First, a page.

By 2022, half a billion Indians are expected to come online through their mobile phones, a population we refer to as India’s Next Half Billion. This population mass is more powerful than you think and contributes to a significant portion of the world’s population.

Forecasting the future

The incoming wave of new users is starkly different from the initial waves of internet users. They have very different income profiles, education levels, language skills, and social/cultural milieus. In the last 18-24 months, there has been considerable progress in addressing various barriers that Indian users face in their internet journey, due to efforts by entrepreneurs and various government initiatives.

Their journey to the online world starts with them gaining access to the internet, followed by developing a familiarity with smartphones and the applications in them. One of the biggest factors that fueled this change is the advent of regional languages in smartphones. 

E-commerce plays an important role in helping sustain an online user, by providing them a smooth and easy shopping experience and increasing their trust in purchasing online. 

How to cater to the Next Half Billion

For catering to the next half billion users, e-commerce businesses must attempt to vary from their modern language offerings and shift to a more traditional approach. As of today, the next half a billion will provide one of the most potent, lucrative, and exponentially large sets of sticky users for e-commerce businesses, provided they make the right moves.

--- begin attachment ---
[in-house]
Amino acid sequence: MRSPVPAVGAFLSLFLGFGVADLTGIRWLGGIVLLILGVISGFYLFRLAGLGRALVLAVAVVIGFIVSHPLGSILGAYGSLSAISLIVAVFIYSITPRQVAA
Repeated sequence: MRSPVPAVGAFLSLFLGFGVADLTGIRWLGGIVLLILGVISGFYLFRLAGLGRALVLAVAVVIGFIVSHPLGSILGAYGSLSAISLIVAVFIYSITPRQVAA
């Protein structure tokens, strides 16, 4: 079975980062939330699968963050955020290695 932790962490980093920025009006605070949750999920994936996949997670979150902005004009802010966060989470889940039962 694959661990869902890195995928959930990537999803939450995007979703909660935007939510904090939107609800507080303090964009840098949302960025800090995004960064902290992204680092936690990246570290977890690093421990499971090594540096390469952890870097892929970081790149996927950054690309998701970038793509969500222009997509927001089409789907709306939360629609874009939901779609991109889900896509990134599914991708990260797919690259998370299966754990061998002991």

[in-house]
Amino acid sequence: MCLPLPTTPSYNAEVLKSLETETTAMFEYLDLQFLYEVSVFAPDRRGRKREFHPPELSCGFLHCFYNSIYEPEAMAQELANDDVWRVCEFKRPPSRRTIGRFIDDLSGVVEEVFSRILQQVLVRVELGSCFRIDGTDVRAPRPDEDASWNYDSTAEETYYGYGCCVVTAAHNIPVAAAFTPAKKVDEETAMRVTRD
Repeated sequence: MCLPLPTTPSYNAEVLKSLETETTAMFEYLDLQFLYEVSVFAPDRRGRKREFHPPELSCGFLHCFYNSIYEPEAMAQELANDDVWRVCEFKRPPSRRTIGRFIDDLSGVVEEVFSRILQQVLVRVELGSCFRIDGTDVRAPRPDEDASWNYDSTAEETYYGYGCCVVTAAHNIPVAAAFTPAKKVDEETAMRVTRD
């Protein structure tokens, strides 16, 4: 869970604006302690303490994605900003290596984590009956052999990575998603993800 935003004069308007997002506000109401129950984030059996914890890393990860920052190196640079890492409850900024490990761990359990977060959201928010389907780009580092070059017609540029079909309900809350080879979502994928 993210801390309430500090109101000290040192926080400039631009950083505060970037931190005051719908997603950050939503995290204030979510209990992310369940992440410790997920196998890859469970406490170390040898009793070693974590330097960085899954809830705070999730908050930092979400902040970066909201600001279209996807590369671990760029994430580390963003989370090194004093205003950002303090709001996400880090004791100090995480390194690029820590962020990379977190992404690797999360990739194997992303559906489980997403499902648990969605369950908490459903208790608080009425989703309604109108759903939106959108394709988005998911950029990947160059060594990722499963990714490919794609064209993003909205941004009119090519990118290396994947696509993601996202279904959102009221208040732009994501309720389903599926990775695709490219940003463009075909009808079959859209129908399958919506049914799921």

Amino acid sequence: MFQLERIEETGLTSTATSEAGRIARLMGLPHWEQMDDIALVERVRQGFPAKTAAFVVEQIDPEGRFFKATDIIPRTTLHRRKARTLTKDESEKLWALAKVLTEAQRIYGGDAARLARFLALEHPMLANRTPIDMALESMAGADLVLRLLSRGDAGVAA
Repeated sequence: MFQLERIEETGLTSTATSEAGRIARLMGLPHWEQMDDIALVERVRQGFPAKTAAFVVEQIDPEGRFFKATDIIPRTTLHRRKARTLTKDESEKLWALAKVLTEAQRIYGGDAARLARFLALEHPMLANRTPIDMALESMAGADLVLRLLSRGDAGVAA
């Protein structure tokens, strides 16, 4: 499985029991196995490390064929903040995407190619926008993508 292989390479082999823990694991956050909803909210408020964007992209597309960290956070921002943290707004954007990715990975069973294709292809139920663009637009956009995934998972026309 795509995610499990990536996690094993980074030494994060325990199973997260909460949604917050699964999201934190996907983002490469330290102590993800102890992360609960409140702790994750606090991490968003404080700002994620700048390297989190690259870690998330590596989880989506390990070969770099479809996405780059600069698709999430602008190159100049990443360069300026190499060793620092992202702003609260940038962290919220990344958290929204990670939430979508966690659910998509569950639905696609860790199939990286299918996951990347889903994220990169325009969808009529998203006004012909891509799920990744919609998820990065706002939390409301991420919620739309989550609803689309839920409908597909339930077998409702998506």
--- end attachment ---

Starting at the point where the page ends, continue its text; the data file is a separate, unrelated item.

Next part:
As per a recently released report by RedSeer Consulting, there are 530 million internet users in India, of which 260 million users are ‘monetisable’. The report says:

A large share of this audience, 80% or about 210 million, prefers content in vernacular languages and are likely to drive the growth of consumer internet, with $300 billion in annual spending power. Click To Tweet

If you look closely at the operating mechanisms of the early and current e-commerce approach, you can see that it is better suited to sell structured and branded products. They mainly appeal to relatively sophisticated shoppers, for whom convenience and selection are important.

This is also additionally fueled by a predominantly English interface. While this can cater to the modern audience, it can also leave behind many users whose first language is not English.

Only 10% out of the 76% literate population of India knows English and more than 234 million Indian language users are online now! Click To Tweet

The future of e-commerce must aim to solve this problem by eliminating this language barrier and thereby establishing more trust. E-commerce has made important strides, but its penetration still has miles to go.

Eliminating barriers

Language barriers can effectively bring down trust barriers by replicating the look and feel of a traditional store, like a kirana online. This can help customers in making better and well-informed decisions and get more familiar with e-commerce for everyday usage.